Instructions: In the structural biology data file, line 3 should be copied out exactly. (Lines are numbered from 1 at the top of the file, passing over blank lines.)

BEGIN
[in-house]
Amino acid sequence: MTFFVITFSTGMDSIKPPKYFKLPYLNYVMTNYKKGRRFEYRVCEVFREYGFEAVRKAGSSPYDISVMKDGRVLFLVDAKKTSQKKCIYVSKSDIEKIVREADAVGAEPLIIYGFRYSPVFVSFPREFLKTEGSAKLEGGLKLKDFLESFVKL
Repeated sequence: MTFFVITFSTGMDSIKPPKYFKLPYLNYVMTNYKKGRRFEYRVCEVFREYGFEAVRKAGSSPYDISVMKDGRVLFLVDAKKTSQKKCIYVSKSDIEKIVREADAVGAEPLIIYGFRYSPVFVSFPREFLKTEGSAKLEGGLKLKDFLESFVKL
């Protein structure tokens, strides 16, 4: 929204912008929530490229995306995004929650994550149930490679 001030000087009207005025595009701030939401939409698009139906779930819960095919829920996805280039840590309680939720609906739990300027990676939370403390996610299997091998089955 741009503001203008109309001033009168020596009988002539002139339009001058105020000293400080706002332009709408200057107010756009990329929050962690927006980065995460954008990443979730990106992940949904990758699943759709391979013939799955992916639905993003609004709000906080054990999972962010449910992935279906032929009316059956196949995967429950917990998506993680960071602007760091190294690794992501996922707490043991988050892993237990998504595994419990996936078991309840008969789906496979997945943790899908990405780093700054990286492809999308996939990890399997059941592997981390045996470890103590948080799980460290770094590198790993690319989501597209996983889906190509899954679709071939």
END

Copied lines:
Repeated sequence: MTFFVITFSTGMDSIKPPKYFKLPYLNYVMTNYKKGRRFEYRVCEVFREYGFEAVRKAGSSPYDISVMKDGRVLFLVDAKKTSQKKCIYVSKSDIEKIVREADAVGAEPLIIYGFRYSPVFVSFPREFLKTEGSAKLEGGLKLKDFLESFVKL